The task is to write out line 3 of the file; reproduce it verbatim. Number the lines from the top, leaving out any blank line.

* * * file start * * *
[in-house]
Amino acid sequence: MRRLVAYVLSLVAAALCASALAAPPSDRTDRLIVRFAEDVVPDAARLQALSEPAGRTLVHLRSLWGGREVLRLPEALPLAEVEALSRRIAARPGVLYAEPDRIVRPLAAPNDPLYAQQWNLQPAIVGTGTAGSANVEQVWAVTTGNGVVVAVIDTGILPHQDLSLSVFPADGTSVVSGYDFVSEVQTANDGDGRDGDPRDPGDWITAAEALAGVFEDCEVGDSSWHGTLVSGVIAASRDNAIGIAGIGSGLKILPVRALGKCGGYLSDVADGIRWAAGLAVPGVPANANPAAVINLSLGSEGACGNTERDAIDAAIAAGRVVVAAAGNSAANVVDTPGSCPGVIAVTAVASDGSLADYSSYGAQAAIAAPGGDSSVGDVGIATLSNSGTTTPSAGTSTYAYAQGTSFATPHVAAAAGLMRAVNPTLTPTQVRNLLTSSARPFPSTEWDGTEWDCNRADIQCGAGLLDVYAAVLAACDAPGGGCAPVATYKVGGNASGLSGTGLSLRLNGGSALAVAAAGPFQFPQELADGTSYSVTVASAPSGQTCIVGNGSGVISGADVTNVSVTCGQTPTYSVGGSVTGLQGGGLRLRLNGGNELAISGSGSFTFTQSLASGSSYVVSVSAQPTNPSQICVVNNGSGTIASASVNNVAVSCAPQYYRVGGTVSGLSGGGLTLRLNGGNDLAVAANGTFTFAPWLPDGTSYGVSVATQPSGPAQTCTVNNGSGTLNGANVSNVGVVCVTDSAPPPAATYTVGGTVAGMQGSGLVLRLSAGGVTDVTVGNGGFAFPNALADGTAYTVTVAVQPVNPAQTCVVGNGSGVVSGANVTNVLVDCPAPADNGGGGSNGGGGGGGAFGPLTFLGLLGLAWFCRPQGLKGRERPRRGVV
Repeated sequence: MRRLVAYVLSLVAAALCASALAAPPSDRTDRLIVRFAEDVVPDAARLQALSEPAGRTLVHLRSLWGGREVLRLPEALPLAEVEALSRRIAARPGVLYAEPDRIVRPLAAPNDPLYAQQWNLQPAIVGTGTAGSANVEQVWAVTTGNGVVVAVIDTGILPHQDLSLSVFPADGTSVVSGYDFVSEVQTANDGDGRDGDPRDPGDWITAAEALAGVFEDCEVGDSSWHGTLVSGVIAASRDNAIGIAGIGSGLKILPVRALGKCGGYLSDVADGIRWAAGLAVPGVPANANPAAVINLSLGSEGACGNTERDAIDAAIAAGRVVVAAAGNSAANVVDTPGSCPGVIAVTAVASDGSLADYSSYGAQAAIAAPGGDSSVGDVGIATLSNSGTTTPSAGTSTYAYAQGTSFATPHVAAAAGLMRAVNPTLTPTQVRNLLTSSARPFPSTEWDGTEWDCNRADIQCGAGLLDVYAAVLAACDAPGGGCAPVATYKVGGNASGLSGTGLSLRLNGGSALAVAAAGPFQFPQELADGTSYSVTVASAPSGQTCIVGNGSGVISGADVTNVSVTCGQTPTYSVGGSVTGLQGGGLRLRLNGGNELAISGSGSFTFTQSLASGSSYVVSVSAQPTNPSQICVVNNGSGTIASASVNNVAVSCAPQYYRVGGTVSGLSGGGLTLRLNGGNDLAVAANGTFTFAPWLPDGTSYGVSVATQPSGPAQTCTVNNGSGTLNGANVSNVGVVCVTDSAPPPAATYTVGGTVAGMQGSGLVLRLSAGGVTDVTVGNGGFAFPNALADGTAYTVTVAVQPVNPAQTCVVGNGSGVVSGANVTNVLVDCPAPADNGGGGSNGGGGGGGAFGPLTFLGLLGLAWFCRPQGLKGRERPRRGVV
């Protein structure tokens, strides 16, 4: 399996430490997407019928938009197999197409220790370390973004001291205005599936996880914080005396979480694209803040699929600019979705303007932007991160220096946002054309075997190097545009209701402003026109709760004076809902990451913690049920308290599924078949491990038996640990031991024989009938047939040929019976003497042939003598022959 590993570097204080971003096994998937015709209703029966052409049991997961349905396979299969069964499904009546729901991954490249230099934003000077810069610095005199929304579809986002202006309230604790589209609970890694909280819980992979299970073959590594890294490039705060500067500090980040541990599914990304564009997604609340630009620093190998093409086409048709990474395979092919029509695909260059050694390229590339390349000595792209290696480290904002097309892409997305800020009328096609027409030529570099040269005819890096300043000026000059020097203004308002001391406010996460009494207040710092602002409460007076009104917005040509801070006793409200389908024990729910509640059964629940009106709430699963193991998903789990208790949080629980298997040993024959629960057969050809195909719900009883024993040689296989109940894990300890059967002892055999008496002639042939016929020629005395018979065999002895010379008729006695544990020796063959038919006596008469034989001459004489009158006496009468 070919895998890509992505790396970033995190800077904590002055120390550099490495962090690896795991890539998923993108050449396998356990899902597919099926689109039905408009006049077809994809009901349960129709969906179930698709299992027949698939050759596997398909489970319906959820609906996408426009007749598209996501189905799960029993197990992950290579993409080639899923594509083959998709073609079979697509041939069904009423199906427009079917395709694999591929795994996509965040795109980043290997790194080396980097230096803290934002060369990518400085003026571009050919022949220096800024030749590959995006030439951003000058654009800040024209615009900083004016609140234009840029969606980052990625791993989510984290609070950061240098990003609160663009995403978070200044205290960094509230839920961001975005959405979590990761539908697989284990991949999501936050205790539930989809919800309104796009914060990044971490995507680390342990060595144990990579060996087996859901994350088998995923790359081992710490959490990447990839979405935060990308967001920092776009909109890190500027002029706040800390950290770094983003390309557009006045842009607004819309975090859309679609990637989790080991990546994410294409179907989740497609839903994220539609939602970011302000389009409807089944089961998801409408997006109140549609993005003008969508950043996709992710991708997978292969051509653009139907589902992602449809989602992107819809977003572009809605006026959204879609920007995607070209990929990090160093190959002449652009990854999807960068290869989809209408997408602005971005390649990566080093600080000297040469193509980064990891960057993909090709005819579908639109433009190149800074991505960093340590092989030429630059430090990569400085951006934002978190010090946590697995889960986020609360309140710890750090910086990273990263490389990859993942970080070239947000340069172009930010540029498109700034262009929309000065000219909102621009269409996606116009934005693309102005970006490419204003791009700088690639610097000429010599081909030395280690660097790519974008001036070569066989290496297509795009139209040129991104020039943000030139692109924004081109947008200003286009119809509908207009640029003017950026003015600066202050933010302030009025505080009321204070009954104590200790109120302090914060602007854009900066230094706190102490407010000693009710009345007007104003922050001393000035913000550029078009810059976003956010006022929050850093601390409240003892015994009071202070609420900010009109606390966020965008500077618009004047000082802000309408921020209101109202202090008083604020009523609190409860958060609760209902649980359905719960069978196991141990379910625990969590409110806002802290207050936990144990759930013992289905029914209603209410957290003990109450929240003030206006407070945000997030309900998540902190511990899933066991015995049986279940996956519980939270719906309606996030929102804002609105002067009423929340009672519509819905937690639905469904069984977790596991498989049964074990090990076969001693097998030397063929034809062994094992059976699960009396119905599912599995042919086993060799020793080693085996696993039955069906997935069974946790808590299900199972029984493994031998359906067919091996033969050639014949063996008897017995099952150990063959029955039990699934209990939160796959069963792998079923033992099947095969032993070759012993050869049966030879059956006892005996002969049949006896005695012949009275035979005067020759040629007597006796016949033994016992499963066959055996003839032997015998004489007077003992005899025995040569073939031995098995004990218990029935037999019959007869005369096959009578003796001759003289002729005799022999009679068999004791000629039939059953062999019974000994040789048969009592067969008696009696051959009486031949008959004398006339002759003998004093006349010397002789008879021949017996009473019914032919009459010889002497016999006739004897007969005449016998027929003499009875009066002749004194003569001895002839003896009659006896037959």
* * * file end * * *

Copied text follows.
Repeated sequence: MRRLVAYVLSLVAAALCASALAAPPSDRTDRLIVRFAEDVVPDAARLQALSEPAGRTLVHLRSLWGGREVLRLPEALPLAEVEALSRRIAARPGVLYAEPDRIVRPLAAPNDPLYAQQWNLQPAIVGTGTAGSANVEQVWAVTTGNGVVVAVIDTGILPHQDLSLSVFPADGTSVVSGYDFVSEVQTANDGDGRDGDPRDPGDWITAAEALAGVFEDCEVGDSSWHGTLVSGVIAASRDNAIGIAGIGSGLKILPVRALGKCGGYLSDVADGIRWAAGLAVPGVPANANPAAVINLSLGSEGACGNTERDAIDAAIAAGRVVVAAAGNSAANVVDTPGSCPGVIAVTAVASDGSLADYSSYGAQAAIAAPGGDSSVGDVGIATLSNSGTTTPSAGTSTYAYAQGTSFATPHVAAAAGLMRAVNPTLTPTQVRNLLTSSARPFPSTEWDGTEWDCNRADIQCGAGLLDVYAAVLAACDAPGGGCAPVATYKVGGNASGLSGTGLSLRLNGGSALAVAAAGPFQFPQELADGTSYSVTVASAPSGQTCIVGNGSGVISGADVTNVSVTCGQTPTYSVGGSVTGLQGGGLRLRLNGGNELAISGSGSFTFTQSLASGSSYVVSVSAQPTNPSQICVVNNGSGTIASASVNNVAVSCAPQYYRVGGTVSGLSGGGLTLRLNGGNDLAVAANGTFTFAPWLPDGTSYGVSVATQPSGPAQTCTVNNGSGTLNGANVSNVGVVCVTDSAPPPAATYTVGGTVAGMQGSGLVLRLSAGGVTDVTVGNGGFAFPNALADGTAYTVTVAVQPVNPAQTCVVGNGSGVVSGANVTNVLVDCPAPADNGGGGSNGGGGGGGAFGPLTFLGLLGLAWFCRPQGLKGRERPRRGVV